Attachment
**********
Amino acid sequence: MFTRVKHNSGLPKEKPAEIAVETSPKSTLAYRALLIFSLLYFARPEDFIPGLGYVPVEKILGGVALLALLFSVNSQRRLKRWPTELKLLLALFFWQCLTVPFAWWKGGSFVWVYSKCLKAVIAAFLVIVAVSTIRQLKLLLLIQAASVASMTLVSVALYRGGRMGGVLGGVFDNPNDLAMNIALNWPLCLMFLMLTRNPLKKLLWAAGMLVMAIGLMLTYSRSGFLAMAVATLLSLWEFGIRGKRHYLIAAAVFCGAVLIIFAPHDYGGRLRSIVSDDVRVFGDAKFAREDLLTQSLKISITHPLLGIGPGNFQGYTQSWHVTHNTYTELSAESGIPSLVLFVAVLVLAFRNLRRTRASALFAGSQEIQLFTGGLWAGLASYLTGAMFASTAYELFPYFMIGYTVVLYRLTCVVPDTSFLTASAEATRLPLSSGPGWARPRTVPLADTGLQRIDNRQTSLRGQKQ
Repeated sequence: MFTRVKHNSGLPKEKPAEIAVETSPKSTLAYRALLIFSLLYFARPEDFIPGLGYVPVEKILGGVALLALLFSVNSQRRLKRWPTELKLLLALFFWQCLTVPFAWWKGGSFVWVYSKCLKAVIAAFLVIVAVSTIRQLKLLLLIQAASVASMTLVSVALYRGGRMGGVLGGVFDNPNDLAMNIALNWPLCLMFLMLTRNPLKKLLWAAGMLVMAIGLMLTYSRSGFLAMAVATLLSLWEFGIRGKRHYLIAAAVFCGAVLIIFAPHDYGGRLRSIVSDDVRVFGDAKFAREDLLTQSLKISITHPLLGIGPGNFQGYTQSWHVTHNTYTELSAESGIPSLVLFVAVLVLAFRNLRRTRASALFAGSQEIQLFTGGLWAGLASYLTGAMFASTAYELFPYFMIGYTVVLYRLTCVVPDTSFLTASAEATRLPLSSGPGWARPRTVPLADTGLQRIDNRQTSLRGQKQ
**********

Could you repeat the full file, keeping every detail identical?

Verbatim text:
Amino acid sequence: MFTRVKHNSGLPKEKPAEIAVETSPKSTLAYRALLIFSLLYFARPEDFIPGLGYVPVEKILGGVALLALLFSVNSQRRLKRWPTELKLLLALFFWQCLTVPFAWWKGGSFVWVYSKCLKAVIAAFLVIVAVSTIRQLKLLLLIQAASVASMTLVSVALYRGGRMGGVLGGVFDNPNDLAMNIALNWPLCLMFLMLTRNPLKKLLWAAGMLVMAIGLMLTYSRSGFLAMAVATLLSLWEFGIRGKRHYLIAAAVFCGAVLIIFAPHDYGGRLRSIVSDDVRVFGDAKFAREDLLTQSLKISITHPLLGIGPGNFQGYTQSWHVTHNTYTELSAESGIPSLVLFVAVLVLAFRNLRRTRASALFAGSQEIQLFTGGLWAGLASYLTGAMFASTAYELFPYFMIGYTVVLYRLTCVVPDTSFLTASAEATRLPLSSGPGWARPRTVPLADTGLQRIDNRQTSLRGQKQ
Repeated sequence: MFTRVKHNSGLPKEKPAEIAVETSPKSTLAYRALLIFSLLYFARPEDFIPGLGYVPVEKILGGVALLALLFSVNSQRRLKRWPTELKLLLALFFWQCLTVPFAWWKGGSFVWVYSKCLKAVIAAFLVIVAVSTIRQLKLLLLIQAASVASMTLVSVALYRGGRMGGVLGGVFDNPNDLAMNIALNWPLCLMFLMLTRNPLKKLLWAAGMLVMAIGLMLTYSRSGFLAMAVATLLSLWEFGIRGKRHYLIAAAVFCGAVLIIFAPHDYGGRLRSIVSDDVRVFGDAKFAREDLLTQSLKISITHPLLGIGPGNFQGYTQSWHVTHNTYTELSAESGIPSLVLFVAVLVLAFRNLRRTRASALFAGSQEIQLFTGGLWAGLASYLTGAMFASTAYELFPYFMIGYTVVLYRLTCVVPDTSFLTASAEATRLPLSSGPGWARPRTVPLADTGLQRIDNRQTSLRGQKQ